No Power Brakes

askiles

Well-Known Member
So, perhaps this is a common issue, or at least one easily remedied. When I have the vacuum line from the engine connected to the port on the brake booster, my brake pedal stays glued to the floor, and won’t come back up. Basically nearly locking all of the brakes. When I disconnect the vacuum hose I have perfectly good manual brakes that work excellent. They just require a bit of heave-ho to get em there. What could this be?? Bad brake booster? It worked perfectly fine in the Cobalt prior to removal. I did swap out the master cylinder. Could it have anything to do with that? Thanks for the help guys!
 

ctuinstra

Well-Known Member
There may be something wrong with the brake boost or the alignment. The vacuum should not be pressing the pedal down until you press it some to open the ports to allow vacuum. My understanding is the poppet valve opens and allows atmospheric pressure behind the bladder and vacuum in the front thus pressing the pedal down. There could be an alignment issue between the rod and the new MC causing it to "stay pressed" some.
 

askiles

Well-Known Member
There may be something wrong with the brake boost or the alignment. The vacuum should not be pressing the pedal down until you press it some to open the ports to allow vacuum. My understanding is the poppet valve opens and allows atmospheric pressure behind the bladder and vacuum in the front thus pressing the pedal down. There could be an alignment issue between the rod and the new MC causing it to "stay pressed" some.
Do you think if there was an alignment issue with the rod it would still do it in “manual mode”? It works great in manual. It’s almost like the vacuum is causing it to stay depressed.
 

JSATX

Well-Known Member
What’s strange is it didn’t do it in the cobalt. I just chopped up my booster to see how it works, there’s several different springs in there to get it to return, maybe one of them broke?
 

ctuinstra

Well-Known Member
The vacuum is what helps to press the pedal down, so yes it could help hold the pedal down. Without any vacuum, the booster is nothing more than a rod so it will always work in manual mode (without any assist). When the pedal is NOT pressed, there should be vacuum on both sides of the diaphragm (which is a neutral pressure) so therefore it should not be pressing on the rod.

But I would not think that the vacuum alone would be enough to press the MC. Do you have to press it down and it stays down or does it go down as soon as you apply vacuum?
 

askiles

Well-Known Member
The vacuum is what helps to press the pedal down, so yes it could help hold the pedal down. Without any vacuum, the booster is nothing more than a rod so it will always work in manual mode (without any assist). When the pedal is NOT pressed, there should be vacuum on both sides of the diaphragm (which is a neutral pressure) so therefore it should not be pressing on the rod.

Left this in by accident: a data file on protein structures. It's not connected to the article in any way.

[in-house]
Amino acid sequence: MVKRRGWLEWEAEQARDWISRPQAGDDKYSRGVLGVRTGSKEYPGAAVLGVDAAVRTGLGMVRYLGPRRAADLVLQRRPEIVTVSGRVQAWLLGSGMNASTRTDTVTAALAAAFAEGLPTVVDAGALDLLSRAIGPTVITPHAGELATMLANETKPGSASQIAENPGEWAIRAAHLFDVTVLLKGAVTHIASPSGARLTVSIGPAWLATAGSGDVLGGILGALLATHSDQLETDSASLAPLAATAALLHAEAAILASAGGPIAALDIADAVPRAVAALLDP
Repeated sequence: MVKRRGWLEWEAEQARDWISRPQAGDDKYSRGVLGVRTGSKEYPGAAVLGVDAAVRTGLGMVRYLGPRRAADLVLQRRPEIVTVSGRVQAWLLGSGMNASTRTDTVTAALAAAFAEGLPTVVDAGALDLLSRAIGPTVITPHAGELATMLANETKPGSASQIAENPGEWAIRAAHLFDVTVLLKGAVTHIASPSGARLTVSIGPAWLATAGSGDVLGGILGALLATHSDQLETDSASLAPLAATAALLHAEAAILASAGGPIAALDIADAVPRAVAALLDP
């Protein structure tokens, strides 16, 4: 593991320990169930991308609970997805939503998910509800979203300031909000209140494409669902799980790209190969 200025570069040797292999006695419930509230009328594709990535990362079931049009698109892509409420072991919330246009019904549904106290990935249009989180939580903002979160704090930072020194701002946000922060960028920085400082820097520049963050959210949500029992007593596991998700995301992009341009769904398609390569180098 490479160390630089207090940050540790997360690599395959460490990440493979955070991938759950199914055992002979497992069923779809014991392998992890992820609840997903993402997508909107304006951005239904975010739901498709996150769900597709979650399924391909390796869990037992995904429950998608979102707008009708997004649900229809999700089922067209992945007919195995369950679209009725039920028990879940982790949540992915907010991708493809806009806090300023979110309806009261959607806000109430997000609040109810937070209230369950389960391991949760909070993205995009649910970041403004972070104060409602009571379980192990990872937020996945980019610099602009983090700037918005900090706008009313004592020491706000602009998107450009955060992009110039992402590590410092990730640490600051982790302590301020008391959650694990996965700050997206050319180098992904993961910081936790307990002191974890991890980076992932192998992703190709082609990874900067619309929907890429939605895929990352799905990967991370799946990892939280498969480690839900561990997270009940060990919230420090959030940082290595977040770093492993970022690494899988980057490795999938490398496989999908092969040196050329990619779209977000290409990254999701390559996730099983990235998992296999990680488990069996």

But I would not think that the vacuum alone would be enough to press the MC. Do you have to press it down and it stays down or does it go down as soon as you apply vacuum?
It stays down after you press the brakes. It does not go to the floor by itself.
 

askiles

Well-Known Member
What’s strange is it didn’t do it in the cobalt. I just chopped up my booster to see how it works, there’s several different springs in there to get it to return, maybe one of them broke?
Agreed. That is the weird part. Perhaps a return spring is broke, BUT it does return when there is no vacuum applied. So, maybe not?!!
 

JSATX

Well-Known Member
Agreed. That is the weird part. Perhaps a return spring is broke, BUT it does return when there is no vacuum applied. So, maybe not?!!
Well that’s not as surprising because the fluid in the MC is pushing the pedal back up. Are the brakes well bled?
 

ctuinstra

Well-Known Member
I'll bet there is something wrong with the poppet valve in the booster not returning to its position and allowing vacuum to build back up on the back side of the diaphragm (to create neutral pressure).
 

ctuinstra

Well-Known Member
Well that’s not as surprising because the fluid in the MC is pushing the pedal back up. Are the brakes well bled?
That's a good point also. You shouldn't really get them to go to the floor, manual or powered.
 

askiles

Well-Known Member
Well that’s not as surprising because the fluid in the MC is pushing the pedal back up. Are the brakes well bled?
I thought that would have been the issue as well, so I re-bled the brakes all the way around today several times, and it feels solid. Running solid fluid out, no air.
 

askiles

Well-Known Member
Crisis averted!! So it was an alignment issue of the pushrod. Where it sat on the brake pedal arm was just slightly askew, making the pushrod hang up. Aligned that better, and now it works beautifully.
 
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